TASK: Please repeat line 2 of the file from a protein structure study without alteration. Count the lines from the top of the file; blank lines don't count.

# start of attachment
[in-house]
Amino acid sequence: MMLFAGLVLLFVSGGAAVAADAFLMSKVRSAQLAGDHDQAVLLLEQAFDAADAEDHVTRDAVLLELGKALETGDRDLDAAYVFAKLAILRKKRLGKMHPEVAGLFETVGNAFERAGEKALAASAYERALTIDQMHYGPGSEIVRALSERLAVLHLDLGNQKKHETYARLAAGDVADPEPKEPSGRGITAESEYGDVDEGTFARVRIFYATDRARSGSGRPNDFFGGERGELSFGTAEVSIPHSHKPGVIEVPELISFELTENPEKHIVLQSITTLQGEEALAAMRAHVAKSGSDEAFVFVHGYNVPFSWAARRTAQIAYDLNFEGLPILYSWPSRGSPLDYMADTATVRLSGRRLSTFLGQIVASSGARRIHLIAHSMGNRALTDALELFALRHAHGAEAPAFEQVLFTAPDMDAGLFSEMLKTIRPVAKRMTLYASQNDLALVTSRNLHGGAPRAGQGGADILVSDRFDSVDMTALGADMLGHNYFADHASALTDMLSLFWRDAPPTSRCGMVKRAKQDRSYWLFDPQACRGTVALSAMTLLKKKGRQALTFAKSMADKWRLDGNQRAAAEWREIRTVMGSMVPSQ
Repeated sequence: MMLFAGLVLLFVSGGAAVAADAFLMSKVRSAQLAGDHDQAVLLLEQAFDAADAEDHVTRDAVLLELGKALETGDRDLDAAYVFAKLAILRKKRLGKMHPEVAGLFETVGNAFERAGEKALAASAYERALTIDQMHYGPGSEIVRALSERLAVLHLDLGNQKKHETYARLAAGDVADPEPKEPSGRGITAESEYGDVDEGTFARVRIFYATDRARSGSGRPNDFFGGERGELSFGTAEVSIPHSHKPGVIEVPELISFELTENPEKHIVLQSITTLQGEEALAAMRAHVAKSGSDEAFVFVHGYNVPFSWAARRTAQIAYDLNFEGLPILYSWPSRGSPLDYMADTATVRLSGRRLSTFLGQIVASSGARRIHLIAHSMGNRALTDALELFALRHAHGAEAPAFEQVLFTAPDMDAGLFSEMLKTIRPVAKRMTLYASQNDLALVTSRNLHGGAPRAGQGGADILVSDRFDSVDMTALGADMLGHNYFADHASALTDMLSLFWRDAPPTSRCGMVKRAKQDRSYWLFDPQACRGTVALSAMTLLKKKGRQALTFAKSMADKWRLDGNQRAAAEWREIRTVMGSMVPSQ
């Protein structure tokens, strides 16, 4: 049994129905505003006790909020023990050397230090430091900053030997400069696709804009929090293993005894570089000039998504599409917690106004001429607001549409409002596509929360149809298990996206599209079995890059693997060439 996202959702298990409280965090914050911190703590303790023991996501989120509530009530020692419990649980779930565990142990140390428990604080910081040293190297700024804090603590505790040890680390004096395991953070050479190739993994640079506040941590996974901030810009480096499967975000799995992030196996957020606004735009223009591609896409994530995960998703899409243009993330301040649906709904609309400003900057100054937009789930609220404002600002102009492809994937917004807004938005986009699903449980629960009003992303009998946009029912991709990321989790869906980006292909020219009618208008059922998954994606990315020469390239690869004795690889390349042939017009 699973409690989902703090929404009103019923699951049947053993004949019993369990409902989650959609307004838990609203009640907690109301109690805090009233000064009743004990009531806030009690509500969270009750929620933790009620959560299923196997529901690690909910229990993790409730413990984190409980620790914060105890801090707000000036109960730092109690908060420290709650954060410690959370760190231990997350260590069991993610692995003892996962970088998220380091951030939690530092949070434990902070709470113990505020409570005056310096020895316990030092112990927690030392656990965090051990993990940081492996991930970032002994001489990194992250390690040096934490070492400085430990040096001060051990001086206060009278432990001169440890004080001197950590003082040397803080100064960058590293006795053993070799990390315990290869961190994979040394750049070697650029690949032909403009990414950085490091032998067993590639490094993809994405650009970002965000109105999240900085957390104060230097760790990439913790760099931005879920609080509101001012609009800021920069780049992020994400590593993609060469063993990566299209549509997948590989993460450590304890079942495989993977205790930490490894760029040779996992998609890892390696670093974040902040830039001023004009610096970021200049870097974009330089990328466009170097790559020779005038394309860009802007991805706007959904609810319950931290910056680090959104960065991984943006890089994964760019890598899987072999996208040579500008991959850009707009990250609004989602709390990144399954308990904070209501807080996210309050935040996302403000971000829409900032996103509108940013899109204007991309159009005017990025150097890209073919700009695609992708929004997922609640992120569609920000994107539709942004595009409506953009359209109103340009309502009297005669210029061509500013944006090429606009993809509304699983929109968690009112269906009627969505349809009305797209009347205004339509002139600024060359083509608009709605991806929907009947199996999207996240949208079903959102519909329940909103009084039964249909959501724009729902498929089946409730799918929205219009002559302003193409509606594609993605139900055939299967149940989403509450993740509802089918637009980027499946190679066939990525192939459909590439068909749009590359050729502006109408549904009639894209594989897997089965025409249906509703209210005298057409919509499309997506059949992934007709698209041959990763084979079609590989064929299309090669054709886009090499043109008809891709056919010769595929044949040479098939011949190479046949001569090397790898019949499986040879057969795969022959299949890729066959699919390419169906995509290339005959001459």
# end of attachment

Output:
Amino acid sequence: MMLFAGLVLLFVSGGAAVAADAFLMSKVRSAQLAGDHDQAVLLLEQAFDAADAEDHVTRDAVLLELGKALETGDRDLDAAYVFAKLAILRKKRLGKMHPEVAGLFETVGNAFERAGEKALAASAYERALTIDQMHYGPGSEIVRALSERLAVLHLDLGNQKKHETYARLAAGDVADPEPKEPSGRGITAESEYGDVDEGTFARVRIFYATDRARSGSGRPNDFFGGERGELSFGTAEVSIPHSHKPGVIEVPELISFELTENPEKHIVLQSITTLQGEEALAAMRAHVAKSGSDEAFVFVHGYNVPFSWAARRTAQIAYDLNFEGLPILYSWPSRGSPLDYMADTATVRLSGRRLSTFLGQIVASSGARRIHLIAHSMGNRALTDALELFALRHAHGAEAPAFEQVLFTAPDMDAGLFSEMLKTIRPVAKRMTLYASQNDLALVTSRNLHGGAPRAGQGGADILVSDRFDSVDMTALGADMLGHNYFADHASALTDMLSLFWRDAPPTSRCGMVKRAKQDRSYWLFDPQACRGTVALSAMTLLKKKGRQALTFAKSMADKWRLDGNQRAAAEWREIRTVMGSMVPSQ